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Music Video

Prologues and Epilogues to Music Videos?


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95% of my videos use a simple fade-in Title as the music track begins, and end credits while the music finishes. 

 

However, there been a few videos where I felt an urge to create a mood, or enhance the message, by creating something extra before the album track started.  And also, sometimes, something reflective once the music stops. Hey, after all, isn’t this is meant to be creative fun? And it doesn't cost anything (except possibly one's pride) :)

 

An example of this is “Earthrise”.  When sitting at the kitchen table with my guitar, the song’s perspective was as an astronaut returning to Earth after a long journey across the empty chasms of space. A tin can with death constantly a few millimeters outside the walls, and limited air food and water inside, all precariously teetering on a knife’s edge of complex technology. The Earth therefore would become the sole heart-wrenching beacon of hope and salvation.

 

The actual album track launches straight into the lament without any lead-in exposition, so I tried to convey this visually, together with sound effects.  This prologue is approx 60 seconds.  The 20 seconds of visuals after the song stops (and a bookend to the opening scenes) are meant, reflectively, to convey the idea that the Earth can't sustain us for much longer at the rate we're going.

 

 

Any questions, please ask.

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Prologues

Running From Red”, Track 8 on the “Prescient” album, was a very personal song from my collaborator Martin.  Musically I only contributed bass, kettle drums and strings while, for atmosphere, I built the coda based on ‘invasion’ sound effects.

 

This was the first time I was ever satisfied with a video prologue, despite the paucity of materials to choose from (but sometimes lack of choice can be a good thing).

 

Martin and I were both born in England in the shell-shocked recovery decade after WWII with the increasing threat of Russian territorial aggression throughout Eastern Europe and also an ever-present fear of nuclear war.  While trying to find potential imagery for the video I realised that many younger listeners (and also perhaps anyone not from Western Europe) would not have knowledge or a gut feel for that period of history.   Growing up in the UK, all movie sessions (at the cinema back then) were prefaced by “Pathe News”, a black-and-white news digest from around the world.  This became my point of entry and I used the prologue to set the scene for the song ... the released track merges in around 0:33.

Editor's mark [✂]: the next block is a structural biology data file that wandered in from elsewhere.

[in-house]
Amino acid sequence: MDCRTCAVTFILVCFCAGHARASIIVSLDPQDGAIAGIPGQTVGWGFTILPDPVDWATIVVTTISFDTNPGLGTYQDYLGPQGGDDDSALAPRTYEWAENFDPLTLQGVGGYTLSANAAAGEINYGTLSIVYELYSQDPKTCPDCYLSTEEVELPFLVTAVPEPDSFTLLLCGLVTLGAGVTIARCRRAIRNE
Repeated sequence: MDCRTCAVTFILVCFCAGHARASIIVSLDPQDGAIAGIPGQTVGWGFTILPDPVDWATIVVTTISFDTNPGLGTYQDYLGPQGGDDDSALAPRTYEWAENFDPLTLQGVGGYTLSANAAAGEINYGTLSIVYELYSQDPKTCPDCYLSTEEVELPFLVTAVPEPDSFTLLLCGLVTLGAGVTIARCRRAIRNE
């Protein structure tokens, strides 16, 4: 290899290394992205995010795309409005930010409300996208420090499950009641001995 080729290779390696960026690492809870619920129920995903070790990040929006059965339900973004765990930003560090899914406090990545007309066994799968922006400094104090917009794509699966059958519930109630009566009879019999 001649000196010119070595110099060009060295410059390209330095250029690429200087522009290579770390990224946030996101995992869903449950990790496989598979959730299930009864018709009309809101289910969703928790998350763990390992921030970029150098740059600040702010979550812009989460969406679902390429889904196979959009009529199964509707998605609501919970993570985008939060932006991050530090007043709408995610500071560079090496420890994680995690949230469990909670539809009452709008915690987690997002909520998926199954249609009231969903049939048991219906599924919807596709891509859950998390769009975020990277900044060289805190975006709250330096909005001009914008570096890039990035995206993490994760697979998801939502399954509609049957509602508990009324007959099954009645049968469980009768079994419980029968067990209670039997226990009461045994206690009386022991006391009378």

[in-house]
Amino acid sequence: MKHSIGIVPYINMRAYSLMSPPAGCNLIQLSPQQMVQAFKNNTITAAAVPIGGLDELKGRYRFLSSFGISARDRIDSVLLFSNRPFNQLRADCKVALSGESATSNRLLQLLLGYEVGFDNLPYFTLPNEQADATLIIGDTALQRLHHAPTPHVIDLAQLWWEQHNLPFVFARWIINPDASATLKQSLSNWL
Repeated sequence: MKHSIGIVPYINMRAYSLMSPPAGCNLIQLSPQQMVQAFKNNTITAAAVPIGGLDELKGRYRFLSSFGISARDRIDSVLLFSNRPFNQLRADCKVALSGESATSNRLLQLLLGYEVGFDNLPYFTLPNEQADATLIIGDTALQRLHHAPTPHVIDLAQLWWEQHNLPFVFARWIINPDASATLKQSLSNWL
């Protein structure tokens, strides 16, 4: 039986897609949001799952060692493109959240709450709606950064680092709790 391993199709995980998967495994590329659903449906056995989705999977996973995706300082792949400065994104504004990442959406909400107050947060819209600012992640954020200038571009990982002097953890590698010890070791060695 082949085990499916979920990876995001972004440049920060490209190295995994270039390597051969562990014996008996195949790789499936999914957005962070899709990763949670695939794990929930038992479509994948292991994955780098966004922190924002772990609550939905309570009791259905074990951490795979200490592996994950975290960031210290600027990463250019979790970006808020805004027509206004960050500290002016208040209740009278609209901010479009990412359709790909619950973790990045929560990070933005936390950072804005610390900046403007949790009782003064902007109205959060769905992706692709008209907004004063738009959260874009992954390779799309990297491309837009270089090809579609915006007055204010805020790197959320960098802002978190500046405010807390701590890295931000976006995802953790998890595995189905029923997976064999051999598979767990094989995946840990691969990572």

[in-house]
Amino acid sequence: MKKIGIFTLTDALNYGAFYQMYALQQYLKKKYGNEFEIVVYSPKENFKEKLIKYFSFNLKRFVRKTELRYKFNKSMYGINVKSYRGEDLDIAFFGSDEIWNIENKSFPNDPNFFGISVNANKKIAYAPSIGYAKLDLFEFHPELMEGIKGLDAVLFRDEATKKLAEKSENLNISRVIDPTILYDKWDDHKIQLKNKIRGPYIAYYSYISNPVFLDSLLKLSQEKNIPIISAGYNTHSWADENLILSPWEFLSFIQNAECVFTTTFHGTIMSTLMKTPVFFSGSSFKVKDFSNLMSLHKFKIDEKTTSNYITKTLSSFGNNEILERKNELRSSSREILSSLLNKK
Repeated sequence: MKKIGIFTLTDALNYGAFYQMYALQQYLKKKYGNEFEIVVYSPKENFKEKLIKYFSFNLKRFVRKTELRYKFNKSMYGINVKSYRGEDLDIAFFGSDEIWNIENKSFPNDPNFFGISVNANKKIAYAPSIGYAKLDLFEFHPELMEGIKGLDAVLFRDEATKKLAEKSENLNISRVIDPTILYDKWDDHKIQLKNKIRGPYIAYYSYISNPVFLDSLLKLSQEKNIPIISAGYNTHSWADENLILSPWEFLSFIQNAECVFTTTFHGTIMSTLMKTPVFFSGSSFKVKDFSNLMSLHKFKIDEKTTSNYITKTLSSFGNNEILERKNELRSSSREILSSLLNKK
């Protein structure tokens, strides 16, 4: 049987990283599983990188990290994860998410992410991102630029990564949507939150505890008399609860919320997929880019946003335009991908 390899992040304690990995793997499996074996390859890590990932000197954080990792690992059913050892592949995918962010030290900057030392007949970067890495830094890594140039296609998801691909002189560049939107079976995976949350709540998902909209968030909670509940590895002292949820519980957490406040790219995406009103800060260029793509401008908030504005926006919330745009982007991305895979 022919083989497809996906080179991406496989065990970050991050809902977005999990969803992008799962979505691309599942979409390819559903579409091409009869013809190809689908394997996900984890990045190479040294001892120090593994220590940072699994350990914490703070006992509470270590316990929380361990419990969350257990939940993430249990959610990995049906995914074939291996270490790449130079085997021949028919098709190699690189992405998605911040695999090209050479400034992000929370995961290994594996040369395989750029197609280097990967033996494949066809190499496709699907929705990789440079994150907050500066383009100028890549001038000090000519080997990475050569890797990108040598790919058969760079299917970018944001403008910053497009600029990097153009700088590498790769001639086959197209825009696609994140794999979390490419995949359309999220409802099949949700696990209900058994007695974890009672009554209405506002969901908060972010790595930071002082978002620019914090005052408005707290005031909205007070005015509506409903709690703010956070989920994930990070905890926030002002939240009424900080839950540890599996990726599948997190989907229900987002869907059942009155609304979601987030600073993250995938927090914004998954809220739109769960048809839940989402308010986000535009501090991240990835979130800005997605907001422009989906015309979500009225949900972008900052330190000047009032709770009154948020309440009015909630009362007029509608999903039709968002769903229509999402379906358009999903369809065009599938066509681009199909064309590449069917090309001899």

This video is rare for me to have a black screen and several seconds of silence at the end after the music has faded out.  I felt the listener needed a breather after the horrendous story.  (Without this ending, YouTube will break any mood by kicking in unbidden with the next thing on the playlist, or some random video).

 

Looking back, another key decision was the underscoring of the song’s message by using the colour ‘red’:

  • in the video title,
  • the flowing ‘blood’ on the European map and some military footage.  This was black paint on card but hue-changed to red in Premiere Pro.
  • Kruschev’s hand using Photoshop (his famous lectern-thumping speech at the UN).

 

 

 

Edited by GregB
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There's been no discussion yet about video prologues/epilogue, so here’s my last word on the subject.

 

“The C-Bomb”, Track 1 from “The Flat White Album” (2020) had a fairly obvious message about climate, and the audio itself already contained a distinct prologue/epilogue.  However, because overpopulation, environmental destruction and climate change are the things I feel the most helplessly angry about, I wanted the video to have extra 'oomph'.

 

While other pathways could have been followed, I decided on the simple use of quotes.  This solution provides pin-point arguments but without the need for yet more ‘perfect’ images.  The visual prologue is therefore white text on a black screen, all delivered in total silence (which, on re-watching, I still find strangely unnerving and moving).  The audio from the released track eventually enters at 0:32.   At the end, a Greta Thunberg quote is presented over the music fade, followed by my own statement over the video's final 20 seconds, again white text on black and in absolute silence.

 

 

 

Edited by GregB
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